The Russian people suffered tremendously during the Soviet era and despite a new generation who have never experienced life during the Soviet era, the repercussions are still enormous.  The team of Western Jungian professionals had to learn to adapt.  Here are just some of the cultural differences that had to be acknowledged and addressed.

  1. Training had to be in Russian which meant the use of interpreters.  In a one-to-one training situation with a patient and an analyst, the use of an interpreter as a third party had to be handled sensitively. Patient confidentiality and trust could easily have been broken.
  2. Russia does not, like England, have a tradition of charitable giving either through corporations or fundraising. Because of this, Western attitudes to money and the relative ease of  raising  finances had to be sensitively borne in mind.
  3. In a nation which, until recently, had no freedom of speech  and where people still often live in crowded conditions, the idea of revealing your inner self can be perceived as an alien concept.
  4. Because of their history, the democratic electing of  leaders through secret ballot  for their self-governing groups is fraught with difficulties for the Russians.
  5. Western values are often treated with scepticism by Russian colleagues.  It has brought up many debates about the Western model in the Russian context.

 

Why Jung?

According to the BBC radio programme Jung has found acceptance amongst many Russians seeking help.

The reason could be that Jung's idea of the unconscious appeals to the concept of the 'Russian soul'.  The commentator points out that this might be a well-worn phrase, yet Jung's broad idea of the unconscious with its emphasis on things happening for a reason and the idea of the collective unconscious  arguably sits well with the Russian mind set.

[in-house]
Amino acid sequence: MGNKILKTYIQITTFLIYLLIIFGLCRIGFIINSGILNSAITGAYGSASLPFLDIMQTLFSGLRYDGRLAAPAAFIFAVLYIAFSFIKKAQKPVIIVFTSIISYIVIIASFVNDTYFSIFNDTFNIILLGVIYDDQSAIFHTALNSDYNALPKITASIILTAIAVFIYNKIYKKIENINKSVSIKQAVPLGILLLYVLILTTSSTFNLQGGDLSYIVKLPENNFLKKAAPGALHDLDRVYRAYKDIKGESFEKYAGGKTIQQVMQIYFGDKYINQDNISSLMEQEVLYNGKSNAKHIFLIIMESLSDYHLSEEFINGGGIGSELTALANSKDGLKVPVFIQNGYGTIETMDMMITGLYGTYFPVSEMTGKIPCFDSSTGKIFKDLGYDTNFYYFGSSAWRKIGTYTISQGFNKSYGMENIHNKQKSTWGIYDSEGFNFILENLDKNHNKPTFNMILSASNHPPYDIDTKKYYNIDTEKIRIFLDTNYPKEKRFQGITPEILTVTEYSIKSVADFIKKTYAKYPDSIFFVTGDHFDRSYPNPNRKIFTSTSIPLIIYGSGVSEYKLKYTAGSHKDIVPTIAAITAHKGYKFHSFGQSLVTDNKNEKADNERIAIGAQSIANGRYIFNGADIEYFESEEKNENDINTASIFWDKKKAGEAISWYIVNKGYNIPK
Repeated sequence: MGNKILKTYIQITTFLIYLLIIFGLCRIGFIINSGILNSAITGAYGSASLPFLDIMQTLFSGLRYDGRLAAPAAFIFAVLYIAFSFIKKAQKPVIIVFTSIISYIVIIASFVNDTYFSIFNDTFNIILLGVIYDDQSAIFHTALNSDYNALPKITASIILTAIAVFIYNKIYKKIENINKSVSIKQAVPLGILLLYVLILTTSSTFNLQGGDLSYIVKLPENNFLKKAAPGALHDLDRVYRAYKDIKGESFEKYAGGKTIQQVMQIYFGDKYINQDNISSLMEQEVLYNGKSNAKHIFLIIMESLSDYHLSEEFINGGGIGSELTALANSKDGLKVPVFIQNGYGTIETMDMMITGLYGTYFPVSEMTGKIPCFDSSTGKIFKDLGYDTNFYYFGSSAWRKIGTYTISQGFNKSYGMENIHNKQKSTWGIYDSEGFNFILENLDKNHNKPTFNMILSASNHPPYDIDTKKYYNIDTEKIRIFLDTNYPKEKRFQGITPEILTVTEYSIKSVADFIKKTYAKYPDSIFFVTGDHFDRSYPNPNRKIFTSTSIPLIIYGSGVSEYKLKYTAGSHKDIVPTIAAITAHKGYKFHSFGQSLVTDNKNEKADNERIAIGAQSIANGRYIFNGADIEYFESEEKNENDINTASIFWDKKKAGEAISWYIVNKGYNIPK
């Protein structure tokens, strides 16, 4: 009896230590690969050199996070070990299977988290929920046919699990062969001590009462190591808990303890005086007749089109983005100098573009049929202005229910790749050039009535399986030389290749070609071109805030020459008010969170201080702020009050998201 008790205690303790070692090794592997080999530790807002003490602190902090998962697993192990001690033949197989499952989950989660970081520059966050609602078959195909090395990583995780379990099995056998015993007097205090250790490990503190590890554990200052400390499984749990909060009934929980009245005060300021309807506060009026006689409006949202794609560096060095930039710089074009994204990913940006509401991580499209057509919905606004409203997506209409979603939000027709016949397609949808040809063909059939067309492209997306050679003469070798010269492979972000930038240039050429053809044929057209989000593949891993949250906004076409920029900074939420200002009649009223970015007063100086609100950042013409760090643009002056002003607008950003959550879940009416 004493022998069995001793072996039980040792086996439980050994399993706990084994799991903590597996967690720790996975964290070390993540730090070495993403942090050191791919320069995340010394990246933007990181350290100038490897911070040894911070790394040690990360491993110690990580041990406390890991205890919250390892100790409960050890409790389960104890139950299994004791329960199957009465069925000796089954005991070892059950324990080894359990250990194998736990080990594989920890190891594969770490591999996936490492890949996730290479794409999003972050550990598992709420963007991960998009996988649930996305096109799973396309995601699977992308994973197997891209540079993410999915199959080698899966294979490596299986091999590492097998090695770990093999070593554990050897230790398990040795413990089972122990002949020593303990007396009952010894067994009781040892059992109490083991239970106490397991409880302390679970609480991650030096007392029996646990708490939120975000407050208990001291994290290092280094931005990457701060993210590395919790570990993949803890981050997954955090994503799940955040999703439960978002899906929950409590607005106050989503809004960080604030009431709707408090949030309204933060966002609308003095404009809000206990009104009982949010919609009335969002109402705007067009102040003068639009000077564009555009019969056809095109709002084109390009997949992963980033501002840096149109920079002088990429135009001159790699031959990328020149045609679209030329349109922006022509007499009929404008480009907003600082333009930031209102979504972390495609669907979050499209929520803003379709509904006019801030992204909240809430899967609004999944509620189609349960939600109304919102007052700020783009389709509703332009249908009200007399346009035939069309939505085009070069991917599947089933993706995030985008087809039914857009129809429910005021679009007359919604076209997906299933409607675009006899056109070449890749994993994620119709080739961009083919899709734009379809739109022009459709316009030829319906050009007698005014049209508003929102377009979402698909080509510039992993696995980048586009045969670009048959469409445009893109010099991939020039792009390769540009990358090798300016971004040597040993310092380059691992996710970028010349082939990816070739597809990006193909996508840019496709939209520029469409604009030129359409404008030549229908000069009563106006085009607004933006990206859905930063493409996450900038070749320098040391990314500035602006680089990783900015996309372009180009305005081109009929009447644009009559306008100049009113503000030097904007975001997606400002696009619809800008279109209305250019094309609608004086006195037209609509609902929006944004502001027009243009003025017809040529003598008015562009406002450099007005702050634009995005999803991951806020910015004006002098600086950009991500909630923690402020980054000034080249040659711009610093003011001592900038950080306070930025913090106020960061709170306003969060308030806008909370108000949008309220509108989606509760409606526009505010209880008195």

In addition, the idea of the 'Self' has become increasingly important to people who have for so long been denied freedom of self-expression.

Jungian Analysis in Russia - The Situation Now

 This is a land where the weight of history is felt most strongly in inter-family conflicts.  There are elderly people who remember the suffering they experienced under the Soviet regime, there are the young who experienced the sudden changes of perestroika, and there is now a generation who experienced neither.  The results are that many people are in need of psychoanalytical support.

To this end, both The Russian Revival Project and their Russian trainee colleagues have worked extremely hard to ensure the successful completion of their Jungian dream. From the broadcast, it is obvious that it has been a steep learning curve for all involved.  But now, in 2013, after fifteen years of commuting to Russia on a regular basis, The Russian Revival Project  is about to hand over the reins to  their  Russian professionals. Jungian analysis is up and running in Russia.

On the banks of the River Neva is the Jung Institute of St Petersburg which this year is expected to be internationally recognised by the IAAP as a group of Jungian psychotherapists existing independently, but part of the outside world.  Similar programmes can be found in Moscow and others are  beginning all over Russia. 

This is a significant development - but most importantly, Russians now have access to analytical support where opening your mouth to speak about your inner self is no longer regarded as an act of betrayal, but a journey to healing.

 

Sources:

  1. To Russia With Jung, BBC Radio 4, 17th September 2012.
  2. Abstract: Post-Soviet Placebos: Epistemology and Authority in Russian Treatments for Alcoholism  by Eurgene Raikhel. Published online, 5th December 2009.
  3. The Russian Revival Project website

 

Copyright: Kathleen Duffy

 

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Updated: 05/27/2013, KathleenDuffy